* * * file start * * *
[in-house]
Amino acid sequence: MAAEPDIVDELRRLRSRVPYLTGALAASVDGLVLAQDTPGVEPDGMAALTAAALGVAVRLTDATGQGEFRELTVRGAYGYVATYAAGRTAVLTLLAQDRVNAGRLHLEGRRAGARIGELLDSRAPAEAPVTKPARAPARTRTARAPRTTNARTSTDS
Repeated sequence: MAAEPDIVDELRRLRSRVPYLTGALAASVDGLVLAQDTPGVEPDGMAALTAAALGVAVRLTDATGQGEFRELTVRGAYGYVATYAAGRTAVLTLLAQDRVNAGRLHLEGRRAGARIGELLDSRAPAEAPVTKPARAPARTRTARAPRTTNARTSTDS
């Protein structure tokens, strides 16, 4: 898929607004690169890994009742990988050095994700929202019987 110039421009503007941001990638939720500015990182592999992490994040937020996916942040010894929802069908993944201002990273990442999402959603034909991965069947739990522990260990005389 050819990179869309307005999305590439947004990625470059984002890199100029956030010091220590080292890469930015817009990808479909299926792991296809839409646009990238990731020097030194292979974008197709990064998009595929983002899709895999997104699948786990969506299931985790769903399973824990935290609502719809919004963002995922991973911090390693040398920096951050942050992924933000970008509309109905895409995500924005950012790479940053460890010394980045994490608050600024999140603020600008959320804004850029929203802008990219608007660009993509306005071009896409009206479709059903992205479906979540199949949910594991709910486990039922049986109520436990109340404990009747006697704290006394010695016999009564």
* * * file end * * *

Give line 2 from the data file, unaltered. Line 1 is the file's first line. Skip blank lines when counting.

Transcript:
Amino acid sequence: MAAEPDIVDELRRLRSRVPYLTGALAASVDGLVLAQDTPGVEPDGMAALTAAALGVAVRLTDATGQGEFRELTVRGAYGYVATYAAGRTAVLTLLAQDRVNAGRLHLEGRRAGARIGELLDSRAPAEAPVTKPARAPARTRTARAPRTTNARTSTDS